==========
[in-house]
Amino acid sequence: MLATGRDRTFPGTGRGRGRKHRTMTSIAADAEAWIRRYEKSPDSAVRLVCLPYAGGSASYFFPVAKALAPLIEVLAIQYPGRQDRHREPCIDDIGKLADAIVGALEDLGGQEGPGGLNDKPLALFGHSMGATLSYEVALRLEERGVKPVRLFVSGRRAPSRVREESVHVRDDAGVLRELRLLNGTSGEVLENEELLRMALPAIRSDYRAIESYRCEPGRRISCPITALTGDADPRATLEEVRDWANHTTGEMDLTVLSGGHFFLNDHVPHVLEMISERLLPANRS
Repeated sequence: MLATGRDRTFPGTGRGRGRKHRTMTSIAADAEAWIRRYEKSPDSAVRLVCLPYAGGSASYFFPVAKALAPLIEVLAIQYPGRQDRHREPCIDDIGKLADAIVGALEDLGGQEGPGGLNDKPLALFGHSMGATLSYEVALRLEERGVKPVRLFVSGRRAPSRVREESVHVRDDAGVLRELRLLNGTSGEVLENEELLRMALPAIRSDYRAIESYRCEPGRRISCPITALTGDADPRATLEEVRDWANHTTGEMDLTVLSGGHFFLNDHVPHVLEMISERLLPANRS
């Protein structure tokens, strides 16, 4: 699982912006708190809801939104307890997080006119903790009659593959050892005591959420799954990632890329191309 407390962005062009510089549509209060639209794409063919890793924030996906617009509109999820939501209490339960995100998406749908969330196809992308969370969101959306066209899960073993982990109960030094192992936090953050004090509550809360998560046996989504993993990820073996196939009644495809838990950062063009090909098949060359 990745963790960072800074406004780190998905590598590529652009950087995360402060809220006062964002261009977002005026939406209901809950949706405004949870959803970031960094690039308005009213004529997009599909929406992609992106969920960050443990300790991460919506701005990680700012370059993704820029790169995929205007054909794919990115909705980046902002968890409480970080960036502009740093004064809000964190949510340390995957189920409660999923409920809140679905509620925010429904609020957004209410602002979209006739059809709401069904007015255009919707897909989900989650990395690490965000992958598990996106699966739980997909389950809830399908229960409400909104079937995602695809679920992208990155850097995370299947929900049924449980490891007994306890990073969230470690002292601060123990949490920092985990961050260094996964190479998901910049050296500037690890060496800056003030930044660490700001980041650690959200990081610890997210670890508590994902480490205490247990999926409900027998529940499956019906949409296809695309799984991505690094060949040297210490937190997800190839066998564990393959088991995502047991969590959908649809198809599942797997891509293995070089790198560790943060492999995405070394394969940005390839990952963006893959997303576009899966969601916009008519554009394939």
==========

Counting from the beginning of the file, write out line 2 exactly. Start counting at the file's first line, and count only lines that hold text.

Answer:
Amino acid sequence: MLATGRDRTFPGTGRGRGRKHRTMTSIAADAEAWIRRYEKSPDSAVRLVCLPYAGGSASYFFPVAKALAPLIEVLAIQYPGRQDRHREPCIDDIGKLADAIVGALEDLGGQEGPGGLNDKPLALFGHSMGATLSYEVALRLEERGVKPVRLFVSGRRAPSRVREESVHVRDDAGVLRELRLLNGTSGEVLENEELLRMALPAIRSDYRAIESYRCEPGRRISCPITALTGDADPRATLEEVRDWANHTTGEMDLTVLSGGHFFLNDHVPHVLEMISERLLPANRS